France the French Republic, is a country whose territory consists of metropolitan France in Western Europe and several overseas regions and territories. The metropolitan area of France extends from the Mediterranean Sea to the English Channel and the North Sea, from the Rhine to the Atlantic Ocean, it is bordered by Belgium and Germany to the northeast and Italy to the east, Andorra and Spain to the south. The overseas territories include French Guiana in South America and several islands in the Atlantic and Indian oceans; the country's 18 integral regions span a combined area of 643,801 square kilometres and a total population of 67.3 million. France, a sovereign state, is a unitary semi-presidential republic with its capital in Paris, the country's largest city and main cultural and commercial centre. Other major urban areas include Lyon, Toulouse, Bordeaux and Nice. During the Iron Age, what is now metropolitan France was inhabited by a Celtic people. Rome annexed the area in 51 BC, holding it until the arrival of Germanic Franks in 476, who formed the Kingdom of Francia.
The Treaty of Verdun of 843 partitioned Francia into Middle Francia and West Francia. West Francia which became the Kingdom of France in 987 emerged as a major European power in the Late Middle Ages following its victory in the Hundred Years' War. During the Renaissance, French culture flourished and a global colonial empire was established, which by the 20th century would become the second largest in the world; the 16th century was dominated by religious civil wars between Protestants. France became Europe's dominant cultural and military power in the 17th century under Louis XIV. In the late 18th century, the French Revolution overthrew the absolute monarchy, established one of modern history's earliest republics, saw the drafting of the Declaration of the Rights of Man and of the Citizen, which expresses the nation's ideals to this day. In the 19th century, Napoleon established the First French Empire, his subsequent Napoleonic Wars shaped the course of continental Europe. Following the collapse of the Empire, France endured a tumultuous succession of governments culminating with the establishment of the French Third Republic in 1870.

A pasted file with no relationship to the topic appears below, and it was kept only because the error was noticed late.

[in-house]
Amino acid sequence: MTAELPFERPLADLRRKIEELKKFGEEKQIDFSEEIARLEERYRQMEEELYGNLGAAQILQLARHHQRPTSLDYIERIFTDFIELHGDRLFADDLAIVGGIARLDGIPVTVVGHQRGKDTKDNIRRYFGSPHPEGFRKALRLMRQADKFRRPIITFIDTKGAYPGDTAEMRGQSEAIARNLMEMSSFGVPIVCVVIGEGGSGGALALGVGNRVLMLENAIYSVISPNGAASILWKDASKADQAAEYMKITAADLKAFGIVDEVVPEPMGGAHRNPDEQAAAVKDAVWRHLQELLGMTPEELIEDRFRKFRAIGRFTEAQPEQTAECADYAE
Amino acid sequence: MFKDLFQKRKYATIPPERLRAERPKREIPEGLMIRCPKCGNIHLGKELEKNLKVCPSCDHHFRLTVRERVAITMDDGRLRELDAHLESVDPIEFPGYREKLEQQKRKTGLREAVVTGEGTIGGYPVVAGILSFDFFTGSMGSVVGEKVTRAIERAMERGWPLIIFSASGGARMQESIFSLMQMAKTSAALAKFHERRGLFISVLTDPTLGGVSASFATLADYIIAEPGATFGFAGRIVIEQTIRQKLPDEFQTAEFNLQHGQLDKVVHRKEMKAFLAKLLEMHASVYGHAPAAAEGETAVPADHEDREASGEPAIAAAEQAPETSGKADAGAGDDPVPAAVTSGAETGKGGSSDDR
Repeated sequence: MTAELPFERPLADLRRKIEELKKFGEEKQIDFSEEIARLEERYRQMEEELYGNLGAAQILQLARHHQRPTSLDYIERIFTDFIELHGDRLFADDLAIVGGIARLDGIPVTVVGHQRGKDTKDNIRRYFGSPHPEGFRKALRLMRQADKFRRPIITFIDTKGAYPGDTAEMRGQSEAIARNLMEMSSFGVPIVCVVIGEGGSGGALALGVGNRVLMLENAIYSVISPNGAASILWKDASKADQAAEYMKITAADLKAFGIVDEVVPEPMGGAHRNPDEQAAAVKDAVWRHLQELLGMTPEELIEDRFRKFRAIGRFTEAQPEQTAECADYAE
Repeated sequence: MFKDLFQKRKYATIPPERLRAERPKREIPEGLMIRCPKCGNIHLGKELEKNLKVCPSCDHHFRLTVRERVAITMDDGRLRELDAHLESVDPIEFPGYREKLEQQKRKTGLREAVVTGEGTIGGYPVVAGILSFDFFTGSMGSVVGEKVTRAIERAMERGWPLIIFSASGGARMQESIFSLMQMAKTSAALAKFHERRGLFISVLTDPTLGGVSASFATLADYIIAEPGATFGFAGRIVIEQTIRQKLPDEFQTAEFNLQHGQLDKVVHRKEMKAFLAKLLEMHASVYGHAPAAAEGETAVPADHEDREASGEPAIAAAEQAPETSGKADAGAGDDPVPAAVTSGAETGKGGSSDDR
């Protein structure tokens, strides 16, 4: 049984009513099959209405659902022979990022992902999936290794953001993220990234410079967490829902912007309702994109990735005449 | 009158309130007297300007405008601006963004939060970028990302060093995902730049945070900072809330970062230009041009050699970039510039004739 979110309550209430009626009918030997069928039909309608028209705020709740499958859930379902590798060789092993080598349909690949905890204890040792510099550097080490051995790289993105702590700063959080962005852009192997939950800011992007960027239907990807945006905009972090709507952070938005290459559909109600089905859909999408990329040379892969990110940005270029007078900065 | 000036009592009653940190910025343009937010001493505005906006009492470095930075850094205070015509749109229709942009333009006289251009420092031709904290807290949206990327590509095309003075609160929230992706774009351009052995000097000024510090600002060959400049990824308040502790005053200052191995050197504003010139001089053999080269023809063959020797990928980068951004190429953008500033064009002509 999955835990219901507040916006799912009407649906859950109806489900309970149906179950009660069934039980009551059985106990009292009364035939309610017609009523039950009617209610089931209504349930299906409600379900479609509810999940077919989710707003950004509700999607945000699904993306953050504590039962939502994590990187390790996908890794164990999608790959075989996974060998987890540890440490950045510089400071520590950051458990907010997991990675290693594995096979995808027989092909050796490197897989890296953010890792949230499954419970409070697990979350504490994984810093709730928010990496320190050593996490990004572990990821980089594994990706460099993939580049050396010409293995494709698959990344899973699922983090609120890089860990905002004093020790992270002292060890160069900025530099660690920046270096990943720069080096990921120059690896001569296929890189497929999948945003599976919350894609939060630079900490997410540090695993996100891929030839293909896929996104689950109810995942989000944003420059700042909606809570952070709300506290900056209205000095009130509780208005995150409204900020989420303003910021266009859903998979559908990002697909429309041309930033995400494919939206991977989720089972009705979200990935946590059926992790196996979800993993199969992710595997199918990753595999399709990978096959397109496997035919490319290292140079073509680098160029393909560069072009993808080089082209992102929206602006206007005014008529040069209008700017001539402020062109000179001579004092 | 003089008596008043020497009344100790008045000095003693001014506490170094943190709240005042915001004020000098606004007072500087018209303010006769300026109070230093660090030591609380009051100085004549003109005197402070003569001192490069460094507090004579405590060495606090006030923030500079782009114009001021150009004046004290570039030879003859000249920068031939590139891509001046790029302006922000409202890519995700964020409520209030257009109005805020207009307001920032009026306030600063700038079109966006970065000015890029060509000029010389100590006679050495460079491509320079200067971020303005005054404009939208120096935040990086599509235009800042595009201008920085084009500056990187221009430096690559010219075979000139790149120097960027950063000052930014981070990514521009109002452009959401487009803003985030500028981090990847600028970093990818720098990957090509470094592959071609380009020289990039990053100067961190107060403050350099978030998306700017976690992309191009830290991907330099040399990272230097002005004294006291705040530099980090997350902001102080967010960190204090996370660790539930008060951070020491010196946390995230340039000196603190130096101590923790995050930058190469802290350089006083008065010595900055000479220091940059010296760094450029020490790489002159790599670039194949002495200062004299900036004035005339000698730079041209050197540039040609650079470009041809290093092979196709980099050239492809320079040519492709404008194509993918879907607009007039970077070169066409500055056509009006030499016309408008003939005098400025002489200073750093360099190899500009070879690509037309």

France was a major participant in World War I, from which it emerged victorious, was one of the Allies in World War II, but came under occupation by the Axis powers in 1940. Following liberation in 1944, a Fourth Republic was established and dissolved in the course of the Algerian War; the Fifth Republic, led by Charles de Gaulle, remains today. Algeria and nearly all the other colonies became independent in the 1960s and retained close economic and military connections with France. France has long been a global centre of art and philosophy, it hosts the world's fourth-largest number of UNESCO World Heritage Sites and is the leading tourist destination, receiving around 83 million foreign visitors annually. France is a developed country with the world's sixth-largest economy by nominal GDP, tenth-largest by purchasing power parity. In terms of aggregate household wealth, it ranks fourth in the world. France performs well in international rankings of education, health care, life expectancy, human development.